Entergy, Cleco officials warn recovery of power grid ‘will be a marathon’

Hurricane Ida caused widespread damage to Louisiana's power grid on Aug. 29.
Hurricane Ida caused widespread damage to Louisiana's power grid on Aug. 29.(Entergy New Orleans)
Published: Aug. 30, 2021 at 7:41 PM CDT
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NEW ORLEANS (WVUE) - Restoration of Louisiana power grids ravaged by Hurricane Ida will not come quickly, officials with Entergy New Orleans warned Monday (Aug. 30).

“This will be a marathon, not a sprint,” Entergy New Orleans president and CEO Deanna Rodriguez said in a statement that reported energy outages for approximately 895,000 Entergy customers in the wake of Sunday’s Category 4 storm.

“We’re working as safely and quickly as we can, but recovery will vary depending on the damage incurred and its location. We must all be prepared for the recovery to take some time.”

How much time was the question at the forefront of the state’s electricity customers, particularly with a heat advisory taking effect Tuesday, with heat index values of at least 100 degrees projected in New Orleans and air conditioning a quickly fading memory for most.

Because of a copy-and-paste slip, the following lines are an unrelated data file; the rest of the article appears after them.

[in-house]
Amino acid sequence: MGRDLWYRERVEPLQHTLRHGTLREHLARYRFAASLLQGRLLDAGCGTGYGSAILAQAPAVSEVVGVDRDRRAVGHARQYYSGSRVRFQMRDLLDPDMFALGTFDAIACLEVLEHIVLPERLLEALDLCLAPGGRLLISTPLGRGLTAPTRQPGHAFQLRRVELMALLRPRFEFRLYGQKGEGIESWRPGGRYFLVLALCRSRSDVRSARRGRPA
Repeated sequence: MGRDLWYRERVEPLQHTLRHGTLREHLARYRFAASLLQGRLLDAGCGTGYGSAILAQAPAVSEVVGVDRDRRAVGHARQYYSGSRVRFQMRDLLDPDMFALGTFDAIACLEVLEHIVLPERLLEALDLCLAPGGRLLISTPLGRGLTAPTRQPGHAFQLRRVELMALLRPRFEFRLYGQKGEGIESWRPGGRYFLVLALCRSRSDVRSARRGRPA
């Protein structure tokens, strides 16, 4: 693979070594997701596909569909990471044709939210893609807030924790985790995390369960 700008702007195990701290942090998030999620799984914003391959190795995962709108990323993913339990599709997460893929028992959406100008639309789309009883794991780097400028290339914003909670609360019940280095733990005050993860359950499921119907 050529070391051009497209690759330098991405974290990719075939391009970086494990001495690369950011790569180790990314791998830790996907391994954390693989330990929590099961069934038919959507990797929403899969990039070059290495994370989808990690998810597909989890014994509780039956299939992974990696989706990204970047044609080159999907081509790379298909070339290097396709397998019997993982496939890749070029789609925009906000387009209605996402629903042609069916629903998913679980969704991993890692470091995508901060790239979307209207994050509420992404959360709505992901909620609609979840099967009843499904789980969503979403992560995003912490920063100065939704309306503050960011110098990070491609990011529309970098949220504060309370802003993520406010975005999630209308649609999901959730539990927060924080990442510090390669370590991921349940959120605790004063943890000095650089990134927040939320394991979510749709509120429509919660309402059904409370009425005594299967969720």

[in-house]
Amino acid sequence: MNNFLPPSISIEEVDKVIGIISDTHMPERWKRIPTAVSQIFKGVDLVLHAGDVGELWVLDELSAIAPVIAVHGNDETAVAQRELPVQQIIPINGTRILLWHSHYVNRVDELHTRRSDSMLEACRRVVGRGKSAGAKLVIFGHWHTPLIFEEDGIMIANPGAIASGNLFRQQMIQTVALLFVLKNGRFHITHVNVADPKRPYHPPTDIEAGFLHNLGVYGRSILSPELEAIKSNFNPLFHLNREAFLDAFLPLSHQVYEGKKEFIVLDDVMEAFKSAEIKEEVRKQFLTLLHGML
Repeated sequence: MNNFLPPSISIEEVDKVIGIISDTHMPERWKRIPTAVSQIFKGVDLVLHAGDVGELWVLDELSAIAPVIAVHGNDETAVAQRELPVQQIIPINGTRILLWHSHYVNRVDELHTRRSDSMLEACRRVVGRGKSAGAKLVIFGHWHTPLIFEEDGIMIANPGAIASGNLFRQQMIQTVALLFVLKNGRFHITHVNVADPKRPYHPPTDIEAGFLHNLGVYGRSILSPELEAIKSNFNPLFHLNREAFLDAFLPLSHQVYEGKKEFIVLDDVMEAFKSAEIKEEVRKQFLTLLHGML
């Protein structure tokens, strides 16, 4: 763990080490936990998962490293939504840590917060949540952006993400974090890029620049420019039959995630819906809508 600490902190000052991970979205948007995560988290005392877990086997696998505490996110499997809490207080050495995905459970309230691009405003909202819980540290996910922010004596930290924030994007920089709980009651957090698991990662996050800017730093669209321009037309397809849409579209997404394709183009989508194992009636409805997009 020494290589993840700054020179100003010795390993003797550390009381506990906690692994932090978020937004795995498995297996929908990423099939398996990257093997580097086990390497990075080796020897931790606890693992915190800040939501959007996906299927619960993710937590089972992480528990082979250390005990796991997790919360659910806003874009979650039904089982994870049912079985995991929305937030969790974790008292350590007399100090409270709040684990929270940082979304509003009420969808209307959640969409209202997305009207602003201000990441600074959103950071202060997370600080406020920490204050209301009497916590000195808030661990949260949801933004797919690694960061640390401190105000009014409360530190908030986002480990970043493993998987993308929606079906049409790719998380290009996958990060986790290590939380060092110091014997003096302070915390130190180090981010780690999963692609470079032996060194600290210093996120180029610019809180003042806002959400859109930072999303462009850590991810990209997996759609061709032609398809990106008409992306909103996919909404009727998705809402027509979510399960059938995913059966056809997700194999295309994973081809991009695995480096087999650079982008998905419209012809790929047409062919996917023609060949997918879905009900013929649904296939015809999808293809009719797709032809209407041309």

“At 150 mph, Hurricane Ida’s winds were incredibly devastating,” Entergy Louisiana president and CEO Phillip May said. “We continue looking at options to restore power to those parishes that are out.”

Entergy said “an anticipated storm team” of more than 20,000 had begun assessing storm damage throughout the state to help formulate the most efficient plan of attack for restoration efforts. The company did not detail its initial findings, but confirmed that damage to eight high-voltage lines took out power to Orleans, Jefferson, St. Bernard and Terrebonne parishes.

The collapse of a transmission tower in Avondale also was highly problematic, causing the tower’s conductor and wires to submerge into the Mississippi River.

The company warned customers that, “based on historical restoration times,” customers in the direct path of a storm as intense as Hurricane Ida could experience outages for more than three weeks. While 90 percent of customers will be restored sooner, customers in the hardest-hit areas should plan for the possibility of experiencing extended power outages.”

The outlook was not much brighter for Cleco customers. Clint Robichaux, manager of distribution operations support, said his company would offer more restoration updates on Tuesday. Its initial efforts, he said, were focused on speeding restoration to critical infrastructure such as hospitals and water/sewage systems.

“From there, we will move to the circuits with the largest number of customers until power is restored to all affected customers,” Robichaux said in a statement.

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